Tyrannell, its Outbuildings and Grounds

The house, taken from the direction of the lake
The house, taken from the direction of the lake

The Name

We always felt the name The Old Vicarage was both confusing (it no longer has any association with the church) and inappropriate (most of its existence was as a manor house). We could not restore its most persistent name (Aberannell) because it is now the name of the neighbouring farm. Local researcher and poet Ruth Bidgood, in her book on the history of the Church in Beulah, outlined the development of the two estates, Aberannell and Llwyn Madoc. She concluded that the 17th century recorded name Tyrannel, probably derived from either Tir Annel (tir = parcel of land) or Ty’r Annel (ty = house), is very likely the oldest name for the original dwelling. We decided upon Tyrannell as it reflects the current spelling for the river. Local folk pronounce the final ‘ll’ as a gentle Welsh ‘ch’, rather as in the composer Bach, and with the emphasis on the ‘a’.

The Location

Not surprisingly, the house is located a few hundred meters from where the Annell joins the Cammarch; hence aber Annell. The house is sited next to the river where it emerges from a dingle so the house backs on to rising ground but is fronted by the level ground formed by the meadows of the Annell and Cammarch. Behind are the Cambrian mountains and to the front the wide Irfon valley with the Eppynt mountains in the distance. It is a very sheltered location.

The House

The house is in the Georgian style but with somewhat overt Victorian modifications concerned with raising the height of the upper floors and generally improving headroom. The construction date of the first half of the 18th century suggested by CADW is for the current ground plan, only slightly changed by later modifications and the Victorian ‘improvements’. However, the construction was more likely a consolidation and improvement of one or more existing buildings with incorporation of a hall house suggested by a free-standing central chimney and a full height cellar with outside access.

The Outbuildings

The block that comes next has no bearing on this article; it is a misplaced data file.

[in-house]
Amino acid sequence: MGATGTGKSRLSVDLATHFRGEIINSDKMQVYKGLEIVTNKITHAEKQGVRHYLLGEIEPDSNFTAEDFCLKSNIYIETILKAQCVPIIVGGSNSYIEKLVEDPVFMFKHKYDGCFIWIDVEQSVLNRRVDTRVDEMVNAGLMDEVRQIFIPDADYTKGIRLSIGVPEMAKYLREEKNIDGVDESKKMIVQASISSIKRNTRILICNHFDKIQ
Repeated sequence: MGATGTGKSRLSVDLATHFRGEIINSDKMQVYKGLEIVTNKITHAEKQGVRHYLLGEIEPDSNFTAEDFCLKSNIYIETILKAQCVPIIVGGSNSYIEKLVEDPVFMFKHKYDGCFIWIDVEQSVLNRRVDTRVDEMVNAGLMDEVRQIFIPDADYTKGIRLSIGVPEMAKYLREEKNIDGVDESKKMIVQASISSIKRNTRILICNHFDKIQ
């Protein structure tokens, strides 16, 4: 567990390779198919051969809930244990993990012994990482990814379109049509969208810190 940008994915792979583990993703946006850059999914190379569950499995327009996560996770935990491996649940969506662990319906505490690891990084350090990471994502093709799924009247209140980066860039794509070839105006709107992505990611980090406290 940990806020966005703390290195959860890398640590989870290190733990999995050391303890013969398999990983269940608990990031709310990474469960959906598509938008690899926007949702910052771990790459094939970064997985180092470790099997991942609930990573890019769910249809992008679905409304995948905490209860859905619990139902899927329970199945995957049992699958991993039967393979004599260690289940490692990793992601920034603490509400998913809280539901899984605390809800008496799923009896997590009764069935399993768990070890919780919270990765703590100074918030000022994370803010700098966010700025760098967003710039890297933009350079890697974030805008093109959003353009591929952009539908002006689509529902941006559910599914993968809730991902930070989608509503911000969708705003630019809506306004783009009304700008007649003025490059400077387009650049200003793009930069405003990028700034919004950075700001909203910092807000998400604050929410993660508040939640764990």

Apart from the coach house (Ty’r Goets) all the outbuildings are new – steel framed with wood or stone cladding. The coach house is the east end of a longer building that joins on to a large old barn. It is now separated by an internal brick wall, the rest being part of Aberannell farm. The new buildings, with the coach house, form a continuous structure attached to the kitchen extension of the house.

The Grounds

The grounds cover nearly three acres in total and include a lake, stable yard, lawns, woodland, shrubbery, walled garden, potager and orchard – all on a small scale, of course!

Our new greenhouse in the potager, which Ivor constructed, backing up against the wall
Our new greenhouse in the potager, which Ivor constructed, backing up against the wall; raised beds in the foreground

Our potager is a reasonably large vegetable garden round which Ivor is building a wall at head height to maintain calm conditions and protect the produce from rabbits. Currently we maintain 12 raised beds and grow seasonal crops such as varied salads through to beans, pumpkins and potatoes.

A picture of our lake on a day when the pollen lay on its surface
A picture of our lake on a day when the pollen lay on its surface

The lake is artificial and dates back to at least the 19th century and was used to keep fish for the table – a stew pond.

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